The world has become a more unequal place over the last few decades. Long gone are the days when countries like the US had a strong middle class and the world was hopeful that multilateral lending agencies could help developing countries achieve levels of prosperity comparable to those in the developed world.
For sure, trade has helped lift millions of people out of abject poverty the world over, mainly in China and, a few decades earlier, in the so-called dragon states of East Asia. Still, when we look at what has happened since the 1980s, the rich have become richer and the poor have become poorer, both domestically and among nations.
The global financial crisis of a decade or so ago widened that divide even further. Austerity measures in many countries curbed spending on schools and health sectors, leaving the poor to forego school meals for their children and basic health care.
Income and wealth inequality have been growing across the board. Even in “nice” countries with a solid middle class in central and northern Europe, this trend seems unstoppable.
Among the family of nations, we can observe the same. Poor countries have racked up debt at a disproportionate pace. According to the World Bank, the world’s 73 poorest countries accounted for 45 percent of global debt in 2013. By the end of last year, that figure had reached 63 percent — and it is steadily growing.
Then came the coronavirus disease (COVID-19) pandemic, which will ensure these inequalities are only going to grow. Nothing highlights this more than the World Bank and International Monetary Fund (IMF) annual meetings, which are taking place this week.
According to the IMF, growth prospects are unequal: The world economy as a whole will contract by 4.4 percent this year, while China is set to grow by 1.9 percent. The US economy will shrink by 4.3 percent, the eurozone’s by 8.3 percent, and some developing economies may contract by up to 10.3 percent. These forecasts were drawn up before we saw the number of COVID-19 infections spiraling out of control once again in the Northern Hemisphere, forcing an increasing number of regional lockdowns.
The IMF advises countries to spend in order to bolster education and health care. These are wise words and borrowing is possibly affordable at current interest rate levels. However, in OECD countries, these spending sprees tend to be followed by austerity measures. We have seen what austerity does to the public sector and how it afflicts the poor after a financial crisis.
Internationally, the IMF has provided liquidity throughout the pandemic. However, according to Oxfam, 76 of the IMF’s 91 loans since March have led to austerity measures of some sort in the recipient countries.
The real issue is the deferral and forgiveness of debt payments. In April, the G20 finance ministers endorsed the Debt Service Suspension Initiative (DSSI). So far, 44 of the 79 eligible countries have availed of the initiative. The G20 finance ministers agreed to extend the DSSI through June 2021, but that is not long enough by far.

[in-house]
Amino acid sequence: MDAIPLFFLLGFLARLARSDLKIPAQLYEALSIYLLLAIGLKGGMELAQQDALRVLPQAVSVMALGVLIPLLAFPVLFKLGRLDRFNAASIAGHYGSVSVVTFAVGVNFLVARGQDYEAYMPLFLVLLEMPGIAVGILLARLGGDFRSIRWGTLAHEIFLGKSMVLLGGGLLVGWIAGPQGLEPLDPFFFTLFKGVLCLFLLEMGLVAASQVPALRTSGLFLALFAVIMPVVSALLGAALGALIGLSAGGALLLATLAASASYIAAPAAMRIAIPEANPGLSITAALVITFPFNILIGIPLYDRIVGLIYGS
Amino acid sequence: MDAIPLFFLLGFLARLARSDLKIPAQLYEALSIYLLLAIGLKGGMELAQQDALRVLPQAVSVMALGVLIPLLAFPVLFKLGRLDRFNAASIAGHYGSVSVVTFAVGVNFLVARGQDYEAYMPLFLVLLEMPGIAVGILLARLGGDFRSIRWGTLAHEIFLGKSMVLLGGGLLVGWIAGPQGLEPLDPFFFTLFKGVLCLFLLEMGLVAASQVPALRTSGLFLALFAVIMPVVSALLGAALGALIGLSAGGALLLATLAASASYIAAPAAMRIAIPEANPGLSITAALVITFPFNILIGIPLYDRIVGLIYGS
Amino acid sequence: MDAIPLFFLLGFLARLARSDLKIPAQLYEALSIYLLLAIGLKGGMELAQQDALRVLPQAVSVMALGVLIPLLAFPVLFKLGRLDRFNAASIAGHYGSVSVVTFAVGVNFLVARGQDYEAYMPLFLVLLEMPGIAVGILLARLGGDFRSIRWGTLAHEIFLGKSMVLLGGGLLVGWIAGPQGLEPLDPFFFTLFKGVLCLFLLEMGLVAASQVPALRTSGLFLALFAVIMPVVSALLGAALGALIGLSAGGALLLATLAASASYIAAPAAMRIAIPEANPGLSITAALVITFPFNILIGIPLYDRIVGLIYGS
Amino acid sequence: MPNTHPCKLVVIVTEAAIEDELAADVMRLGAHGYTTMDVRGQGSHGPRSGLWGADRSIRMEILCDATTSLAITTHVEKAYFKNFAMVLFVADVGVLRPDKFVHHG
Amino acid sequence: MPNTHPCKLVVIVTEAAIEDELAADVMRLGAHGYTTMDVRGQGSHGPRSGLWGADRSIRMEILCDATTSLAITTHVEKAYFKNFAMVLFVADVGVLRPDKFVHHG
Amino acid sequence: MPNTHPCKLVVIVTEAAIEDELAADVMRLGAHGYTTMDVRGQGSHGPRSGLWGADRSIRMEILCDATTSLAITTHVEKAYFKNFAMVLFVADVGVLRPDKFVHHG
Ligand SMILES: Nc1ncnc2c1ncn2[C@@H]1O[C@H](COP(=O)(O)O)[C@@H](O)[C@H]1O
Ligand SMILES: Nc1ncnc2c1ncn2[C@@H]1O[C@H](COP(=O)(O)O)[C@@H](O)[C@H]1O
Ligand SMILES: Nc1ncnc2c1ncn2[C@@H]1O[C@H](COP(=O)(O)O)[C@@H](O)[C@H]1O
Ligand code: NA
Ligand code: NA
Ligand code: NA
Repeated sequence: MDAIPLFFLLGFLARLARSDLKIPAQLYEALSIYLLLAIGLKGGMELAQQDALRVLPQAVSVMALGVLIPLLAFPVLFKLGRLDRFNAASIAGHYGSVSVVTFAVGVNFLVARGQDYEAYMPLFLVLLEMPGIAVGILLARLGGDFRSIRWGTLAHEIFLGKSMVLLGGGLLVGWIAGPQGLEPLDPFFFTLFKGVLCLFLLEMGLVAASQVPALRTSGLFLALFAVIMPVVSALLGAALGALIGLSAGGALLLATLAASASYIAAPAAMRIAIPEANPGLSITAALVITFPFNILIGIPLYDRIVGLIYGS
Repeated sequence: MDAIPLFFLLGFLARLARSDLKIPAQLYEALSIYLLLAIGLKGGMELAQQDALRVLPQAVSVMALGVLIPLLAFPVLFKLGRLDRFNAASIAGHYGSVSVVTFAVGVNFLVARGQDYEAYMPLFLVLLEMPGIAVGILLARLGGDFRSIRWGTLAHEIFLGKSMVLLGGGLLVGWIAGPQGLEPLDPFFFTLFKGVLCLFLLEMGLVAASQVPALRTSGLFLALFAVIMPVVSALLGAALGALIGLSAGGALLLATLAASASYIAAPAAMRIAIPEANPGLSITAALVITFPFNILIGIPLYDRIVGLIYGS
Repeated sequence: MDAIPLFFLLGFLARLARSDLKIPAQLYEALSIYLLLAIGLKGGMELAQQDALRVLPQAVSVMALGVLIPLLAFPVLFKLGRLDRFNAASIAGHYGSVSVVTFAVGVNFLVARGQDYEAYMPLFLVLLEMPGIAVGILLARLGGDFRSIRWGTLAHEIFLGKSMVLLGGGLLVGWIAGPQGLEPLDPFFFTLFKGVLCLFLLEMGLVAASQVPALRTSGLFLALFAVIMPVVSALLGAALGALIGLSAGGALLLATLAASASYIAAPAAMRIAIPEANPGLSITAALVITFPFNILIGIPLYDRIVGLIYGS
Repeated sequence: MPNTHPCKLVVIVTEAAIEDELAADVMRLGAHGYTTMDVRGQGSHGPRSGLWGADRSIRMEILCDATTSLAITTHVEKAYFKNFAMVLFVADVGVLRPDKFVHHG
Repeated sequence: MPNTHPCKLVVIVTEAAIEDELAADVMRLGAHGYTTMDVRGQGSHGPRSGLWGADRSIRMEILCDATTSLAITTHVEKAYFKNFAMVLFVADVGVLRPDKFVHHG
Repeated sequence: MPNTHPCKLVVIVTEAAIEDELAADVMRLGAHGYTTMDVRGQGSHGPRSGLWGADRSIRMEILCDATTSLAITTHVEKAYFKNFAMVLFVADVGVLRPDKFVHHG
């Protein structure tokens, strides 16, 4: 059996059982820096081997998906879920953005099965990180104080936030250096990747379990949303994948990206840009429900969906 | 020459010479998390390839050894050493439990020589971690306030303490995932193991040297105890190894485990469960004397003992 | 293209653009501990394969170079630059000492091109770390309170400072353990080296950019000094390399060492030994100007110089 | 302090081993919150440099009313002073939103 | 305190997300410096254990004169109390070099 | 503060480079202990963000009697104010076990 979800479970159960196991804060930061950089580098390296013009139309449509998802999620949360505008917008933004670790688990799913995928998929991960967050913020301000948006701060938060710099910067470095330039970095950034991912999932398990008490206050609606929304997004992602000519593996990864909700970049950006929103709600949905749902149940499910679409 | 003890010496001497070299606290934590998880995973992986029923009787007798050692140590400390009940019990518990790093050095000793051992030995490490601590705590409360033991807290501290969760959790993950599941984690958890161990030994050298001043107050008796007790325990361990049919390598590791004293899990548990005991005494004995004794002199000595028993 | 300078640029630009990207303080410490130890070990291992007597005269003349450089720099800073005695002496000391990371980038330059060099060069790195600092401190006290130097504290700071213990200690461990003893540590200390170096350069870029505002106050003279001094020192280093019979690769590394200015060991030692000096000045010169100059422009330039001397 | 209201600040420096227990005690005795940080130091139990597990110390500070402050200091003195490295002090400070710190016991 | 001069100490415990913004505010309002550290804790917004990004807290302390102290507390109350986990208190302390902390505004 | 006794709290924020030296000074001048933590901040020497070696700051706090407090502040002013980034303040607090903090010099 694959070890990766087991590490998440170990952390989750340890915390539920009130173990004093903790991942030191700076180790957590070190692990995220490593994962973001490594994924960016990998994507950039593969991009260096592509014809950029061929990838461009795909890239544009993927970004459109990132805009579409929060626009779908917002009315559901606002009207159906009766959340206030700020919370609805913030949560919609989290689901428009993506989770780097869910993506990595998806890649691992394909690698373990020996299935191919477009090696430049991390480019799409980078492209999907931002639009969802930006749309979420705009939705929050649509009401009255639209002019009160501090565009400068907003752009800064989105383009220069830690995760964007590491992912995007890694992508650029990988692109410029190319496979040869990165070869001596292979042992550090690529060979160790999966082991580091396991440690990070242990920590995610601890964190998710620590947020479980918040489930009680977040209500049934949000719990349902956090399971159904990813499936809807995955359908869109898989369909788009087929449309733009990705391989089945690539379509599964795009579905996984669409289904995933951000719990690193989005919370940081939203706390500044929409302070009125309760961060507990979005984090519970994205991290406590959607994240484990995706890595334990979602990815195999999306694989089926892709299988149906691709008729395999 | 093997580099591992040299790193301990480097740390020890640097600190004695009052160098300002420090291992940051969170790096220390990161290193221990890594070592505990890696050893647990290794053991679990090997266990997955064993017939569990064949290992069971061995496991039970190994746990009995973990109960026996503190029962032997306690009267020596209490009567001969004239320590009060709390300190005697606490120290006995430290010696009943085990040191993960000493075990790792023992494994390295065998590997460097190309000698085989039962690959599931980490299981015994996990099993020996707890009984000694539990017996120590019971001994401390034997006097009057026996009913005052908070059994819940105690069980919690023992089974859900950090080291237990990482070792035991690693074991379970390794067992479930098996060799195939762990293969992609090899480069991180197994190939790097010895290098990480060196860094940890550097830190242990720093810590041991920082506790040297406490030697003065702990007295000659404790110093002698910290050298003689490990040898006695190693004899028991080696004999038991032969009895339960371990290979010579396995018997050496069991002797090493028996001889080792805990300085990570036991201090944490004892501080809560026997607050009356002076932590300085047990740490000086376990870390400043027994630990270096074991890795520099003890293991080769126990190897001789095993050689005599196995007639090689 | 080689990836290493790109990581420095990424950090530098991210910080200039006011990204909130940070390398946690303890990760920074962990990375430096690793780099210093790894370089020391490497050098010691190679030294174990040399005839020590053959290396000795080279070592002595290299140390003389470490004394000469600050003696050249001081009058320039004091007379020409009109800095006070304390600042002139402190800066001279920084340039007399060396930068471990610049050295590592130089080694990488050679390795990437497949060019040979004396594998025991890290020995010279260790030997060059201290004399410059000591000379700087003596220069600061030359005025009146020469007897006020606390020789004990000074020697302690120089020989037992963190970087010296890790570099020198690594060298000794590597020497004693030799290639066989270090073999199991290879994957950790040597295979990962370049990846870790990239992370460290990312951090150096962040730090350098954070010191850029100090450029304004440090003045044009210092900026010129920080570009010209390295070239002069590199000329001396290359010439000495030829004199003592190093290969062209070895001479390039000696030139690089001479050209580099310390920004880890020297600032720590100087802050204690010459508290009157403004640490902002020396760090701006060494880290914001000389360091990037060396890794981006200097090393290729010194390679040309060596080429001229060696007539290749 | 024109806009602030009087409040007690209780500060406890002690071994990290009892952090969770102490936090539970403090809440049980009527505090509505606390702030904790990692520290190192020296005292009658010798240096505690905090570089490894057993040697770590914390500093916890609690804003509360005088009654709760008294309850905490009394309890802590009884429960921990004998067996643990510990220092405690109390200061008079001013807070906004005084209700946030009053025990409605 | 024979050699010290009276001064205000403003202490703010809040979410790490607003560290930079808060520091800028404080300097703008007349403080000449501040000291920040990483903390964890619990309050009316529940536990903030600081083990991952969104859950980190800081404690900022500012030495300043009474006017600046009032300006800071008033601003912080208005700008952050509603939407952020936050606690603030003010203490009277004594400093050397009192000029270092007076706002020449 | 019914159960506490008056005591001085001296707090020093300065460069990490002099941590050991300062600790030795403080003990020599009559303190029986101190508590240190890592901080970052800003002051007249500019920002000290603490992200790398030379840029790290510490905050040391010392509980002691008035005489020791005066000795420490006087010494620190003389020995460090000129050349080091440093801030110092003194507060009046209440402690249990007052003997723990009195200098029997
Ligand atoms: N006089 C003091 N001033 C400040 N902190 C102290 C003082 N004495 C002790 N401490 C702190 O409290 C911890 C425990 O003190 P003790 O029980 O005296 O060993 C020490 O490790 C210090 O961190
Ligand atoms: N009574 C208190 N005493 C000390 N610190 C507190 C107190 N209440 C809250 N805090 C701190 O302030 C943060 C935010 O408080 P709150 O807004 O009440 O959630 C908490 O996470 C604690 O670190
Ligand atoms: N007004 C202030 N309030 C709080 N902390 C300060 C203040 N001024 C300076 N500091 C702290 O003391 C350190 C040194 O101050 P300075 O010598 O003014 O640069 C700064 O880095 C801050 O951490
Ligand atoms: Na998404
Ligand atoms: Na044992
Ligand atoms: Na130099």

The issue is private sector creditors. The World Bank, IMF and G20 finance ministers have time and again pleaded with private sector lenders to offer debt deferral. Some, particularly nongovernmental organizations, have asked for debt forgiveness, but to no avail. Chinese banks, which are the biggest creditors in many countries, have been particularly reticent. Beijing also classifies its large policy banks as private sector institutions, complicating the matter even further.
To make matters worse, addressing the issue of inequality among nations is also left to the rich. The least-developed countries do not sit at the table when G20 ministers or members of the Paris Club (a gathering of creditor nations) ponder debt rescheduling, when what may in fact be needed is the forgiveness of some debt.
Hunger and deprivation do not make for stable societies — a strong middle class does.
These concerns of inequality really matter to stability both within countries and among nations. Inequality breads conflict — at times violent conflict. Abject poverty and the inability to escape it is, for instance, a driving force behind streams of migrants moving from south to north, whether from Africa to Europe or from Latin America to North America. This should be sufficient for policymakers in the more affluent nations to contemplate how to help their poorer neighbors.
The same policymakers should also worry about inequalities growing domestically. The queues at food banks in the US and in parts of Europe should be a disquieting warning of what is to come if the least affluent are not provided for. Hunger and deprivation do not make for stable societies — a strong middle class does.
All of the above means that the wealthier, be they nations or a domestic class of people, need to give a little. Compassion and generosity are what is needed in the face of the COVID-19 pandemic and what looks set to be the biggest global recession since the Great Depression. Tightfistedness and mean-spiritedness will simply not do — and, worse, they are dangerous in the long run.
- Cornelia Meyer is a Ph.D.-level economist with 30 years of experience in investment banking and industry. She is chairperson and CEO of business consultancy Meyer Resources. Twitter: @MeyerResources